But could this really be happening in Cambridgeshire? According to the National Audit Office, 55 per cent of youngsters breach their ASBOs, which would indicate that the orders are not being taken seriously by the youths. For sale on Amazon is a book entitled How to get an ASBO priced at £6, which describes ASBOs as a 24/7 way of life, staying up all night playing loud music, smoking and drinking, shouting, screaming and fighting. So are ASBOs being seen as cool and, if so, it seems to have all gone wrong or - as the kids would say - 'Pete Tong'.

Should youngsters be victimised for what just a small group do and are we as a nation being too quick to accuse them and not giving them a chance.

Huntingdon Town Mayor, Councillor Jeff Dutton, says he agrees with the use of dispersal orders in principle but thinks the long term solution should be for the local authorities to provide more youth facilities.

Cllr Dutton told The Hunts Post: "Until the district council makes substantial investment in facilities for young people in Huntingdon, St Ives and other towns, anti-social behaviour will continue to be a problem.

"We need places where kids can go to let off steam. The young aren't all bad. A handful are and of them get tarred with the same brush." He thinks a skateboarding park in the town would go some way to solving anti-social behaviour in Huntingdon.

Police officer, Andrew Pickles, Huntingdon sector inspector, said: "Dispersal orders are by no way common things. They are just one way of dealing with the issue. Dispersal orders give the police certain powers to address anti-social behaviour. Just because we see a group of kids does not mean we will automatically disperse them.

"Anti-social behaviour isn't just a policing issue. The local authorities need to provide something for the kids to do.

"The majority of youngsters are good and just want to enjoy themselves but there is a core group of bad ones. I do not believe things are any worse than they used to be, we just have pockets of trouble across the district, but these are dying down and I can't see why any kid would actively try and get an ASBO."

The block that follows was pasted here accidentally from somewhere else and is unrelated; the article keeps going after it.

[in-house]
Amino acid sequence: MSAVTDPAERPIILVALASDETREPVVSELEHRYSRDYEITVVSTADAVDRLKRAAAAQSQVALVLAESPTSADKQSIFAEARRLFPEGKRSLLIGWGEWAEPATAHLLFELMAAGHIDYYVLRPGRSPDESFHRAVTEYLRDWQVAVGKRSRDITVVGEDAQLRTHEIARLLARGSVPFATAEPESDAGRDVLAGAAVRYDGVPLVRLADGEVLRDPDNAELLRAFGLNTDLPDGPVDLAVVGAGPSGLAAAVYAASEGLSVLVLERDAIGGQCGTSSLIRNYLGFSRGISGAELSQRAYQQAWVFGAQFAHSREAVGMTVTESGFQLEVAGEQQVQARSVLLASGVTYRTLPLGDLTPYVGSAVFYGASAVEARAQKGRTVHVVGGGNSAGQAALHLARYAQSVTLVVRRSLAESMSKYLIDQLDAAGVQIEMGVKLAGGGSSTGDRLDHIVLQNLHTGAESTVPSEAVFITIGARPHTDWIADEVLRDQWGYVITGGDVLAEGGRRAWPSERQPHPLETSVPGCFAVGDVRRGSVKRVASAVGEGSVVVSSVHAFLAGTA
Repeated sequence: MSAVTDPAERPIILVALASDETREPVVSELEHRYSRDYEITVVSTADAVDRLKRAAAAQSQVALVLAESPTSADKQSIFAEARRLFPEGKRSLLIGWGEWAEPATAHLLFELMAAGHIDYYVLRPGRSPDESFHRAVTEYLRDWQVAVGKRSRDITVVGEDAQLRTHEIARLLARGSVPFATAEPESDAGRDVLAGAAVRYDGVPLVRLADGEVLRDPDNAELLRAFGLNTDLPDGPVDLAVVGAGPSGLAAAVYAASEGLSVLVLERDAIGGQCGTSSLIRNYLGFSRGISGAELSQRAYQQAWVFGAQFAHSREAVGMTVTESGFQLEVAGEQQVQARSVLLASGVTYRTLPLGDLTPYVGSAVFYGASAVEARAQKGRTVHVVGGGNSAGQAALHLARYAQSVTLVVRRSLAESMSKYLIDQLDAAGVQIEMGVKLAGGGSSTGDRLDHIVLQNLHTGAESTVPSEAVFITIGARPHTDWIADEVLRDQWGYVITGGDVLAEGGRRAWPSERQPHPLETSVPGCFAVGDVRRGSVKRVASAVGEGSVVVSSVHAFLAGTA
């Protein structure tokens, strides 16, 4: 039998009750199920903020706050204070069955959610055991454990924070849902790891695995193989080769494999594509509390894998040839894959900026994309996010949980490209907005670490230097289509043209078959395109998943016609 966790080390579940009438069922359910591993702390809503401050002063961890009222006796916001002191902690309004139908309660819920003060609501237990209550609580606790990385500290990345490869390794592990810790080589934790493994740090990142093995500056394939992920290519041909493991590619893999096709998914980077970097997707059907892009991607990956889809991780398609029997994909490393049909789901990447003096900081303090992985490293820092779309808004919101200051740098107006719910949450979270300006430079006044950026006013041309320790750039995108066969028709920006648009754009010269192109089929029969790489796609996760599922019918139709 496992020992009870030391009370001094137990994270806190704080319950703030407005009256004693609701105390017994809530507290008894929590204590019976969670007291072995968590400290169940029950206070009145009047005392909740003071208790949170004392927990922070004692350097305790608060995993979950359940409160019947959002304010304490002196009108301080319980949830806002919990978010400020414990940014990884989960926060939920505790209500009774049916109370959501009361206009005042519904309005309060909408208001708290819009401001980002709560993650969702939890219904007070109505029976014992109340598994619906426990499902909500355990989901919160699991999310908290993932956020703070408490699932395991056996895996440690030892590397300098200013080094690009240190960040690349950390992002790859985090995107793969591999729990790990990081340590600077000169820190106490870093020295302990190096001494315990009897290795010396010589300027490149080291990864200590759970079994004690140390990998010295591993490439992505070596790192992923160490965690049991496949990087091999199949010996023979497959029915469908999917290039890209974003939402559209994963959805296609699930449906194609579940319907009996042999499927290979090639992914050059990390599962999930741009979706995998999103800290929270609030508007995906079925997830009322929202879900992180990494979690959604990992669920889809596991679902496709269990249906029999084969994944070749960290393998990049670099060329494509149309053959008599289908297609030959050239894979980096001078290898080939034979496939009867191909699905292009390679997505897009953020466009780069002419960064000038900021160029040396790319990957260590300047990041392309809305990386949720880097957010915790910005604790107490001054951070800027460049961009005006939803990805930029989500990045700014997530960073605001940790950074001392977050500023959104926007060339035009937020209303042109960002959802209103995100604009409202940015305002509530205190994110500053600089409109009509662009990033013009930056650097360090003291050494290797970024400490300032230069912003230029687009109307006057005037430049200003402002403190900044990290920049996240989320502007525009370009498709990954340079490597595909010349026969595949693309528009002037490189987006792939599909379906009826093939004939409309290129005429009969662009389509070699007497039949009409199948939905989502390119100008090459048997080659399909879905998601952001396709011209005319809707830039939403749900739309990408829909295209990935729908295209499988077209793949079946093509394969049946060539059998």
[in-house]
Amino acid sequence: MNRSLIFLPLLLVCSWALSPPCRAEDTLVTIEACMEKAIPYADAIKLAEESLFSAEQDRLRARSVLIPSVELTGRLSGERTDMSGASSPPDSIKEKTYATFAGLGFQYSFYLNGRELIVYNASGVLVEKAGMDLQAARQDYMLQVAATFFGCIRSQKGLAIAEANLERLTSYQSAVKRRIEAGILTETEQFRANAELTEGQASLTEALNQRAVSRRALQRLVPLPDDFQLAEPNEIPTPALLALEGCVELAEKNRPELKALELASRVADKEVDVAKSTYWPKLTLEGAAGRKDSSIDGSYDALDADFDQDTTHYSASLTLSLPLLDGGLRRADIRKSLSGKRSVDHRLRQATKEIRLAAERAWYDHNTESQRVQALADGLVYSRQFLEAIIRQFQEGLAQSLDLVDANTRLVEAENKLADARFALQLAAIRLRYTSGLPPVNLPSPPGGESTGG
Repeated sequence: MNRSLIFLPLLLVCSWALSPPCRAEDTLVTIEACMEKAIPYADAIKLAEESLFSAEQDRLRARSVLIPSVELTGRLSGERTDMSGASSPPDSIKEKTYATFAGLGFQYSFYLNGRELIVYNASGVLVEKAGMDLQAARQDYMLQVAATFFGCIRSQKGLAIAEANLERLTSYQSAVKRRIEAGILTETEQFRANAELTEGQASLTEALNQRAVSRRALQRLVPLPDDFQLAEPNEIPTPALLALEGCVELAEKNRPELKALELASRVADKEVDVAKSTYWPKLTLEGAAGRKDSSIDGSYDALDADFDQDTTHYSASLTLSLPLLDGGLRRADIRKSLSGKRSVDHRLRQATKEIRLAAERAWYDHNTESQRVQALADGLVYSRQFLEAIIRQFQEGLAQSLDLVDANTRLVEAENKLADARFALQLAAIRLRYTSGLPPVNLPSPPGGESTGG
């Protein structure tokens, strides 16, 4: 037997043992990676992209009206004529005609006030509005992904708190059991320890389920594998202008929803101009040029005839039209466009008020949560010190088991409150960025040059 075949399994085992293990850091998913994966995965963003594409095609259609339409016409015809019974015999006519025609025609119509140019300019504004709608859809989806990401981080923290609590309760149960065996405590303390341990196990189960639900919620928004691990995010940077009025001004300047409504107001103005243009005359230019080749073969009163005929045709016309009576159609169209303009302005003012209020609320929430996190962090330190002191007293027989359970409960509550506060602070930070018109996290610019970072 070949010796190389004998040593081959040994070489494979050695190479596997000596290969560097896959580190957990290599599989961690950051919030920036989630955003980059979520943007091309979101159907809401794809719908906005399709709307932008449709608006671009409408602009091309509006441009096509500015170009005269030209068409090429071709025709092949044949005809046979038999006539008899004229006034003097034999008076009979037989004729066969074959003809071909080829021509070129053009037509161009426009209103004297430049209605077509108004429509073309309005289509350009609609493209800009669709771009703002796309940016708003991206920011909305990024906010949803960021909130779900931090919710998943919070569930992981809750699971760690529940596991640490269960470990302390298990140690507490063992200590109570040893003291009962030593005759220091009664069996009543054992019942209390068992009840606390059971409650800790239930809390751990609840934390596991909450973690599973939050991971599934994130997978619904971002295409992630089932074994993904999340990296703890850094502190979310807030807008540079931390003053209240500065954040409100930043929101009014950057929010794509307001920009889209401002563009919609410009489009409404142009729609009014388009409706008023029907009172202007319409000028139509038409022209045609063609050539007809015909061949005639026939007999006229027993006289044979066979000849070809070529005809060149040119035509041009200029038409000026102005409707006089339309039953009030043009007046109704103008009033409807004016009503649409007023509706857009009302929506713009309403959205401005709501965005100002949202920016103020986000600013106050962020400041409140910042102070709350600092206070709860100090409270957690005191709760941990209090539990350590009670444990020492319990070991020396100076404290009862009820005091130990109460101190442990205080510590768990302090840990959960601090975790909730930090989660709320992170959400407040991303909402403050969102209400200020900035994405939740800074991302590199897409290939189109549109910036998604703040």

So, could the kids' behaviour be a reflection of social and moral decline or disengaged youth and families or are they just being kids?

Since their introduction in 1999, a total of 9,853 ASBOs have been introduced in the UK.

Julia Michael, a mother from Huntingdon, thinks youngsters should be banned from wearing hoodies to curb anti-social behaviour. Her son's bike was stolen by a hooded youth in November, riden away from outside the Subway shop in Huntingdon.

She said: "My son had only left his bike for 30 seconds when it was taken by a young boy wearing a white hoodie."

She said her son had saved up for months and paid for the grey/black Saracen Xray mountain bike, which he used to travel to and from school.

INFORMATION: Should we be doing more to help the youth of today or are they just hoodies causing havoc? Let us know what you think. Send your views to editor@huntspost.co.uk or write to The Hunts Post, 30 High Street, Huntingdon, PE28 3TB.

* Anyone with information about the whereabouts of the Saracen Xray mountain should contact police on 0845 4564564.